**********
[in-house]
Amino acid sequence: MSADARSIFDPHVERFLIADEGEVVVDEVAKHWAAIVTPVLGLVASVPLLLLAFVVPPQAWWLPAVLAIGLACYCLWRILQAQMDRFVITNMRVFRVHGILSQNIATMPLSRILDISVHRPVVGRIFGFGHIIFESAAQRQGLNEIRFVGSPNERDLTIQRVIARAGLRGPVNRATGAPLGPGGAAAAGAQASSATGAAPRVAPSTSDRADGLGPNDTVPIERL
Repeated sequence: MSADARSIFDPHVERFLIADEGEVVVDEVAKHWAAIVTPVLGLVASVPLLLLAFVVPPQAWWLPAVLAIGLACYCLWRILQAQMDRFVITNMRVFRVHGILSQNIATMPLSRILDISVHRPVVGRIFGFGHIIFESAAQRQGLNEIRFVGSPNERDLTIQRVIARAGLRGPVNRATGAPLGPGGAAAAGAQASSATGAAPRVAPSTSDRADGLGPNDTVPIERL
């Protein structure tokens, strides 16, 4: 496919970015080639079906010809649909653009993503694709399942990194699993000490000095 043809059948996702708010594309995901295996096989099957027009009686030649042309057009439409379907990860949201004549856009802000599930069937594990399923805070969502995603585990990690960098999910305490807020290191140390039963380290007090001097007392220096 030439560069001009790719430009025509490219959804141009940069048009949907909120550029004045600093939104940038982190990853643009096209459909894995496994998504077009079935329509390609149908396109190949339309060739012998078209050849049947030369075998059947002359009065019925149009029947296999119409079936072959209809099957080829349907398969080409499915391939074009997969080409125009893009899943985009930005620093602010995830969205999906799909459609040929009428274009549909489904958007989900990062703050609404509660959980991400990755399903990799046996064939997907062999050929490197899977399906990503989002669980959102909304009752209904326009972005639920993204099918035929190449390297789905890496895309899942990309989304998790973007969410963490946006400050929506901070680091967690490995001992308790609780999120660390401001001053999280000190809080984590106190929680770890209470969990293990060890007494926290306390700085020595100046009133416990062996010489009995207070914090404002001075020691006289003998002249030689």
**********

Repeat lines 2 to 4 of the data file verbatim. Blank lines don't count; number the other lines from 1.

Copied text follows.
Amino acid sequence: MSADARSIFDPHVERFLIADEGEVVVDEVAKHWAAIVTPVLGLVASVPLLLLAFVVPPQAWWLPAVLAIGLACYCLWRILQAQMDRFVITNMRVFRVHGILSQNIATMPLSRILDISVHRPVVGRIFGFGHIIFESAAQRQGLNEIRFVGSPNERDLTIQRVIARAGLRGPVNRATGAPLGPGGAAAAGAQASSATGAAPRVAPSTSDRADGLGPNDTVPIERL
Repeated sequence: MSADARSIFDPHVERFLIADEGEVVVDEVAKHWAAIVTPVLGLVASVPLLLLAFVVPPQAWWLPAVLAIGLACYCLWRILQAQMDRFVITNMRVFRVHGILSQNIATMPLSRILDISVHRPVVGRIFGFGHIIFESAAQRQGLNEIRFVGSPNERDLTIQRVIARAGLRGPVNRATGAPLGPGGAAAAGAQASSATGAAPRVAPSTSDRADGLGPNDTVPIERL
């Protein structure tokens, strides 16, 4: 496919970015080639079906010809649909653009993503694709399942990194699993000490000095 043809059948996702708010594309995901295996096989099957027009009686030649042309057009439409379907990860949201004549856009802000599930069937594990399923805070969502995603585990990690960098999910305490807020290191140390039963380290007090001097007392220096 030439560069001009790719430009025509490219959804141009940069048009949907909120550029004045600093939104940038982190990853643009096209459909894995496994998504077009079935329509390609149908396109190949339309060739012998078209050849049947030369075998059947002359009065019925149009029947296999119409079936072959209809099957080829349907398969080409499915391939074009997969080409125009893009899943985009930005620093602010995830969205999906799909459609040929009428274009549909489904958007989900990062703050609404509660959980991400990755399903990799046996064939997907062999050929490197899977399906990503989002669980959102909304009752209904326009972005639920993204099918035929190449390297789905890496895309899942990309989304998790973007969410963490946006400050929506901070680091967690490995001992308790609780999120660390401001001053999280000190809080984590106190929680770890209470969990293990060890007494926290306390700085020595100046009133416990062996010489009995207070914090404002001075020691006289003998002249030689």